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The real-time engine in Motion 3, a component of Apple's Final Cut Studio 2, gives motion graphics designers the freedom to continually experiment and adjust while they work. Ian Robinson explores how to get the most from this unique application, while also sharing his own essential motion graphics techniques. Along with teaching the fundamentals of video and audio work, he looks at Motion 3's new 3D tools in depth. Ian demonstrates the use of behaviors to create organic movement in particle systems and camera moves without keyframes. He also discusses effective integration with the other Final Cut Studio applications, and much more. Example files accompany the course.
With the use of drop zones, you really create some flexibility with your graphics. You can design something once and give that to a client so they can swap out their own individual footage anytime they like using that drop zone. So there are two ways to create drop zones. You can design something then change that object into a drop zone or you can start with the drop zones straight off the bat. I will show you how to do both, but let's get started with designing something that we can change into a drop zone. If it's not already open we are in the 03_DropZones project.
Here you will find the title. I created it using the same awesome footage from Artbeats. Now what we are going to do is add some footage to the left side of a scene that can easily be swapped out every time the episode title changes. So let's add some footage. In your File browser, navigate to your Media folder, go to Footage and let's choose Vegas_Flyby_1. Go ahead and drag and drop that right to your project. Drag it towards the left-hand side and let go. Let's scale this down.
Notice as I click and drag I am going to hold Shift and Option down so it scales around the center point. You can scale it to whatever size you like. I am going to stop right about here and now let's hit the spacebar and see what we have got. Well, this is relatively close. I would like to blend this into the background a little bit more. So move your playhead back to the beginning and the way I am going to blend this in, I am going to use an Image mask. Let's go up to Object and choose Add Image Mask.
Hit F5 to open up your Layers tab and now you will notice, there is an image mask on this piece of footage. If you go to the Library, go to Content and there is a whole section for Template Media. I would like to use the Glass panes. If you notice up here in our Preview window, you can see there is a black and white representation of what this is going to look like. Let's go ahead and drag and drop this to your Layers tab. Let's position this over top of our Vegas footage and scale it down just a little bit.
Again, holding Shift and Option as we scale, so it scales around the center point. I want to make sure it completely overlaps the footage. Now turned off the visibility for this layer and drag and drop the panes Matte into the Image Mask and you notice nothing changes. That's because we need to change our Image Mask settings. So select the Image Mask and hit F7 to open your HUD and you will notice it's using the Alpha channel as the source for this matte or as you can see the white boxes are in a black background.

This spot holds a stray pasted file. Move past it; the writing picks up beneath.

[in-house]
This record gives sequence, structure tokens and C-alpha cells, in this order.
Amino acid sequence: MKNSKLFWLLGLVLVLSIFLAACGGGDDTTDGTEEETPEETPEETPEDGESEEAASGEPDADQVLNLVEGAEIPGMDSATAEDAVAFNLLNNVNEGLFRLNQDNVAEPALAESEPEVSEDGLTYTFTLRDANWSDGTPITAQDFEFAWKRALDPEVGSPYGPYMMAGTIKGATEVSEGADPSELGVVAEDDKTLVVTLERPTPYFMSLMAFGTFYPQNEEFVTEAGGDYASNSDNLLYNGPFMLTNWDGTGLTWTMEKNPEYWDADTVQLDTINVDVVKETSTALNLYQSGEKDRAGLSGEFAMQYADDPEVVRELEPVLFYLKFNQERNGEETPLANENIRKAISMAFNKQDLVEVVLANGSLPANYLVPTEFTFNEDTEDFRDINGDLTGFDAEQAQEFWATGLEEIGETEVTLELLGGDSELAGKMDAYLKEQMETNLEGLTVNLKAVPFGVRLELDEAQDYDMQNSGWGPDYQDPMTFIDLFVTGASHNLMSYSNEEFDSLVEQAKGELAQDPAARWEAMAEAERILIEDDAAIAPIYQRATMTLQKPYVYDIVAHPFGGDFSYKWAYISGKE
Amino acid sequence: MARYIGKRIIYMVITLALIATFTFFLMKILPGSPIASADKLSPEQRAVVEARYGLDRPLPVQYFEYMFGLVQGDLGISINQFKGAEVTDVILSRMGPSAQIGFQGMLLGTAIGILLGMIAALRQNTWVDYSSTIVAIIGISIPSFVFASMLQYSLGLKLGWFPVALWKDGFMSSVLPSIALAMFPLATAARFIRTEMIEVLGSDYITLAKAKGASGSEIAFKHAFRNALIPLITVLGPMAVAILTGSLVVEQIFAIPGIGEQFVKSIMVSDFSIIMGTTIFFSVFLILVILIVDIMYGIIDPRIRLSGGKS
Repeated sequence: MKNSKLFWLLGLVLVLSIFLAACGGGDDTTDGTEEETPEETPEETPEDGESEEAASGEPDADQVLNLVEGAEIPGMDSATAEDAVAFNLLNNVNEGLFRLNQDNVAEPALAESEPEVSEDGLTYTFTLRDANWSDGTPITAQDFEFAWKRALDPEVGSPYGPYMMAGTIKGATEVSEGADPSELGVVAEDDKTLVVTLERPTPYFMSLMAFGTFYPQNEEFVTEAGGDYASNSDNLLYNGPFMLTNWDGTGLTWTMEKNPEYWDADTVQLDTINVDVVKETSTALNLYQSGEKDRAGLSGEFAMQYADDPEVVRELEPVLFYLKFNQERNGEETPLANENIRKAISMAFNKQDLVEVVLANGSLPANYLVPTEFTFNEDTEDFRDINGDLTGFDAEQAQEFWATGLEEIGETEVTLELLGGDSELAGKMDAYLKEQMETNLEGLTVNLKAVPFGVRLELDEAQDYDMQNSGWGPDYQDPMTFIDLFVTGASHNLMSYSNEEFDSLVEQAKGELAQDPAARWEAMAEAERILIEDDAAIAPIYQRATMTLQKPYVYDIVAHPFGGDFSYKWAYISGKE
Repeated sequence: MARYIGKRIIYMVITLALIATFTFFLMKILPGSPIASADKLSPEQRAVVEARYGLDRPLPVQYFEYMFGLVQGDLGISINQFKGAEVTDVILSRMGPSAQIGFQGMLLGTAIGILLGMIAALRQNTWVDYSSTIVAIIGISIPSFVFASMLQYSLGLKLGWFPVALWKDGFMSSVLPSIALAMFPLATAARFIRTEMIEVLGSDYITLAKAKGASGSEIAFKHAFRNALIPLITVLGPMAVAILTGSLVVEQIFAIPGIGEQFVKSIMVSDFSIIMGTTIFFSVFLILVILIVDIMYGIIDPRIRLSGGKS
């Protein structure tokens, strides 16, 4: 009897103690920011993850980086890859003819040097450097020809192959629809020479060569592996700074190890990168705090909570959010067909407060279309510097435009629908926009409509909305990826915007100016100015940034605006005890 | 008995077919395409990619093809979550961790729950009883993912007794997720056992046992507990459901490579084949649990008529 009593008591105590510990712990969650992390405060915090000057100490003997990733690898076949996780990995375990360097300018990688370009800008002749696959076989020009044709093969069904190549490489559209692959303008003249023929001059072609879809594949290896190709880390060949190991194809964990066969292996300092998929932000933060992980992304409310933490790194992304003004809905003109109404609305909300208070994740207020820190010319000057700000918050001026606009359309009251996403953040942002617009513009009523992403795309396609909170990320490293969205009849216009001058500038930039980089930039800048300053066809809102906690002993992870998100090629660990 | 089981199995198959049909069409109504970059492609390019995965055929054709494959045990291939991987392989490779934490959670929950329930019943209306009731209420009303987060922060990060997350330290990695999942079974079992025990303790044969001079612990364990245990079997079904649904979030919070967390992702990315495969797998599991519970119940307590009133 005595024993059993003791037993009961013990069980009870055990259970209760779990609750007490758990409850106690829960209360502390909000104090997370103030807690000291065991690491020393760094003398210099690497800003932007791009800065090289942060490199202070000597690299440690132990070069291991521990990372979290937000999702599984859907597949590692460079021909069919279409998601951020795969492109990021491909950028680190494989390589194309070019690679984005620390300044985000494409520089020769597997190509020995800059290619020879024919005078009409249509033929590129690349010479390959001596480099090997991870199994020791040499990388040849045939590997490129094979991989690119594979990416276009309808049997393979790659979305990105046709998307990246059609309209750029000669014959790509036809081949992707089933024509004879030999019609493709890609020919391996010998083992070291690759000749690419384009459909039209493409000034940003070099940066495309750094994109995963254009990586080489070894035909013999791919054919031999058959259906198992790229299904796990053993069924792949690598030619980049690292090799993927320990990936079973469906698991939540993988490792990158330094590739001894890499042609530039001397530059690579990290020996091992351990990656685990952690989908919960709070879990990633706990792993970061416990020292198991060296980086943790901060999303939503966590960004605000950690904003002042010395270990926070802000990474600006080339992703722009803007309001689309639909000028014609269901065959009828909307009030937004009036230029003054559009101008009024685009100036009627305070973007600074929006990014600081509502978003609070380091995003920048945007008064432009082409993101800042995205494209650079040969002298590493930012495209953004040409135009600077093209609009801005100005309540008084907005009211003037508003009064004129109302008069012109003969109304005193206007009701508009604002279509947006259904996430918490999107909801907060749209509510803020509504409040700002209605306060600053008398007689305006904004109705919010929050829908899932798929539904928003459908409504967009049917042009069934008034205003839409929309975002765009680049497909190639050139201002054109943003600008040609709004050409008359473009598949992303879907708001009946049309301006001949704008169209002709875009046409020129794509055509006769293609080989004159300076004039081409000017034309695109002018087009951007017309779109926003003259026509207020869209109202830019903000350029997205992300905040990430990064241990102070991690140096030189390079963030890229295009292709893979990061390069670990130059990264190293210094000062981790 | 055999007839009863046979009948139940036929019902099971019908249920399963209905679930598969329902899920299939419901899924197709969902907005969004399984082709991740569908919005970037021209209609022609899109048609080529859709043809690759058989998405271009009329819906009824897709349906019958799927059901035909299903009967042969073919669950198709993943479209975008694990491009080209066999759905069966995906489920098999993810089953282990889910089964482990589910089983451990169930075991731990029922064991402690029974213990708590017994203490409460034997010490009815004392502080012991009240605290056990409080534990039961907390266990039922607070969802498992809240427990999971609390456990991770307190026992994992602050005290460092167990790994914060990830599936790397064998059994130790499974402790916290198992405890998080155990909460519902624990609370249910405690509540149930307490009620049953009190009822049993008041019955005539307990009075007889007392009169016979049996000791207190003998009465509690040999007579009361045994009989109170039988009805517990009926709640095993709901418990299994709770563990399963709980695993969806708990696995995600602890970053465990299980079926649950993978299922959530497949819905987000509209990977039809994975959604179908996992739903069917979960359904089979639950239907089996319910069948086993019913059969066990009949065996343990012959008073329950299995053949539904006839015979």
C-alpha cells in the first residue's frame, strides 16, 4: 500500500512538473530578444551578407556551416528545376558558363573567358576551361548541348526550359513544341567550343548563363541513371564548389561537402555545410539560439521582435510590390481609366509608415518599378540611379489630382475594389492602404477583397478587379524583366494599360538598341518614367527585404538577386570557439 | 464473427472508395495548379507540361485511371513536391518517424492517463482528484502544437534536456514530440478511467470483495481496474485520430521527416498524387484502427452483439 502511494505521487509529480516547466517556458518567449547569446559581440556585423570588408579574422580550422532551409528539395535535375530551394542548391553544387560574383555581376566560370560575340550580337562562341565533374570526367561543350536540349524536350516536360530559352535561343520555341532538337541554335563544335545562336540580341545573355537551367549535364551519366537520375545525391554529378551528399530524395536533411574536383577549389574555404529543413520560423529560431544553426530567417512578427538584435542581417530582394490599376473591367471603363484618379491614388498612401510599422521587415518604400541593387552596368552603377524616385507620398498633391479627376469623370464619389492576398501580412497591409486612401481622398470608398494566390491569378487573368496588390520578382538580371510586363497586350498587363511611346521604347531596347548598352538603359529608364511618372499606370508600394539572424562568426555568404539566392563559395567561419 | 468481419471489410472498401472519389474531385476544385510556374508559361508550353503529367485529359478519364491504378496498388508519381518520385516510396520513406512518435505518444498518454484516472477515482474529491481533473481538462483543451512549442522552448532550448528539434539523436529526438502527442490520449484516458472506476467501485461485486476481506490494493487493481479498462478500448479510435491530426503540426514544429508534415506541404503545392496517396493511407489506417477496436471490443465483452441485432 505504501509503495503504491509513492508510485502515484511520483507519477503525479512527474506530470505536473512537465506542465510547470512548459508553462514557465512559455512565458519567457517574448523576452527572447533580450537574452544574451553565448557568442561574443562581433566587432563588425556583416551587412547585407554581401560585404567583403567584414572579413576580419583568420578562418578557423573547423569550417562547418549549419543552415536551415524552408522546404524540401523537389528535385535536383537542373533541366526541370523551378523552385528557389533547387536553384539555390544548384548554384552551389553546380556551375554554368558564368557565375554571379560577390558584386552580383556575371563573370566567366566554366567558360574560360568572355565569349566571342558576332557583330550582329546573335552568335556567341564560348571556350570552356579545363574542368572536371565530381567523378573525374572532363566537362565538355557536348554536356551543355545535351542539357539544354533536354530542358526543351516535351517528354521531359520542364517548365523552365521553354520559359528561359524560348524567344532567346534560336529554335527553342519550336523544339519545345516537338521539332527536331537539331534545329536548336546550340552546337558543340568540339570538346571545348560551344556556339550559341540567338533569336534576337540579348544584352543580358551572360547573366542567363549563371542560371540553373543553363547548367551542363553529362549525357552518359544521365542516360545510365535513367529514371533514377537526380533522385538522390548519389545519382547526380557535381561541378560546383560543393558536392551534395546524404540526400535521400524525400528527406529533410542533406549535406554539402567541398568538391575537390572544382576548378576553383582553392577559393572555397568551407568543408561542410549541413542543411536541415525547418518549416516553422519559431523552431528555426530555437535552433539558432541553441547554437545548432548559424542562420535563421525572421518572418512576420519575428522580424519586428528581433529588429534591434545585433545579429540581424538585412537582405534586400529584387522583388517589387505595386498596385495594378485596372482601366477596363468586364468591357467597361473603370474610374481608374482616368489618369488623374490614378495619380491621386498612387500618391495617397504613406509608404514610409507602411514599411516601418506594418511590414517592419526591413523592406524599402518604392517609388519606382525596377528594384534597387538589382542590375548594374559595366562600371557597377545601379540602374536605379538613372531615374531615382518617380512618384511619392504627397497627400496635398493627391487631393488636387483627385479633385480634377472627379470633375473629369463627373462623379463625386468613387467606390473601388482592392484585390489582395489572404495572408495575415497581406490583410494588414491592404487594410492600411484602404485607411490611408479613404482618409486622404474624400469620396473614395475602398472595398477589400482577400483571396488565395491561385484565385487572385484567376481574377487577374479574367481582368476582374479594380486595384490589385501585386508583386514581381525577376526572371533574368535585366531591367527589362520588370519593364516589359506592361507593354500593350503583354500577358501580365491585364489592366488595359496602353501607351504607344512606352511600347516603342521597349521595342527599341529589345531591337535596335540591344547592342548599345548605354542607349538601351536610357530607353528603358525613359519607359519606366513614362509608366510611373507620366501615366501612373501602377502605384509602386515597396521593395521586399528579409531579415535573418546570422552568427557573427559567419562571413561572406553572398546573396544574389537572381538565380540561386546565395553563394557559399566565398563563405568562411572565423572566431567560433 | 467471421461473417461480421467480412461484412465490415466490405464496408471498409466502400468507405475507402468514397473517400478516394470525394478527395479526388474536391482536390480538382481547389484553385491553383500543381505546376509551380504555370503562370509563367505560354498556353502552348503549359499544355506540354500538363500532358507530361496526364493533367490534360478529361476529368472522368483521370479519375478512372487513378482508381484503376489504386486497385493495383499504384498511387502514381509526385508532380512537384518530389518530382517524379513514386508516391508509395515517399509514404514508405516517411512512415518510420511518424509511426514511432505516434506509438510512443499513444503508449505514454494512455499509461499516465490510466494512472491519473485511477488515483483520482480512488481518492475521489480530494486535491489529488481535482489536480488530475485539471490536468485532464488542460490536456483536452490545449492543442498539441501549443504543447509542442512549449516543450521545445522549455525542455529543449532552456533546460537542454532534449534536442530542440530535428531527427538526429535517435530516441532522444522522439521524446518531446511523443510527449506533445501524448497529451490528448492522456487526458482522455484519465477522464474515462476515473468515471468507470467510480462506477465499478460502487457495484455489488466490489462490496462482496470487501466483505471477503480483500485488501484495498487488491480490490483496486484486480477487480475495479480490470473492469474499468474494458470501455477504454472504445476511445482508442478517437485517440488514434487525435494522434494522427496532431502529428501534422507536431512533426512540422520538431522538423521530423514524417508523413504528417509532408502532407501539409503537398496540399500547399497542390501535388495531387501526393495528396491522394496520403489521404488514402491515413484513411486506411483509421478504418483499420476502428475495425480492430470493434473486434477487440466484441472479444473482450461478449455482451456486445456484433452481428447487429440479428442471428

So we need to change the Source Channel from Alpha to Luminance. That way whatever is white will show through and whatever is black will get cut out. Now go ahead hit your spacebar and let's see what we have got. This is looking really good but I would like to blend it just a little bit more into the background. Stop your playback and select your Vegas footage and just adjust the Opacity down to about 90% in your HUD. Now deselect and hit the spacebar.
That's pretty good. I am going to stop playback. So now I want to set up this Vegas footage so it can be used as a drop zone. So let's say if the episode next time were in New York, all the person has to do is drag and drop the footage into that drop zone and it will match the new episode. So select the Vegas_Flyby_1 layer and go to your Inspector. Under the Image tab you will notice there is a check box for drop zone.
If you go ahead and check that now it automatically puts text on your comp telling you that that's a drop zone. Now I don't think that's blatant enough, so I am going to rename the layer. Go and double click on the text and rename it ADD FOOTAGE HERE and hit Enter when you are finished and now you will notice it says ADD FOOTAGE HERE. So anytime you have footage with text over top like this is easily letting you know it's a drop zone. The other dead giveaway when you open the Layers tab, you will notice the icon is change with this little down arrow.
So that's one way of creating a drop zone. The other way of creating of drop zone is to just start with the drop zone right off the bat. So if you go up to Object and choose New Drop Zone, you will notice it automatically fills the entire screen. So you can resize this just like any other object by clicking on the corner and holding down Shift and again I am going to hold Option so it goes around the center and I will drag that drop zone over towards the left and we can just go ahead and turn off the old drop zone and if you would like to add a mask it's the same process.
Just select your drop zone and go to Object, Add Image Mask and again, if I want to use the Glass panes I will just drag and drop that right on to the drop zone here and again, select your mask and change it from Alpha to Luminance and now we have just used a drop zone straight from the beginning. So now that you know that there are two different ways of creating drop zones. In our next movie I am also going to show you how you can change this entire thing into a template, so the editor can not only swap out the footage, they can change the text as well.
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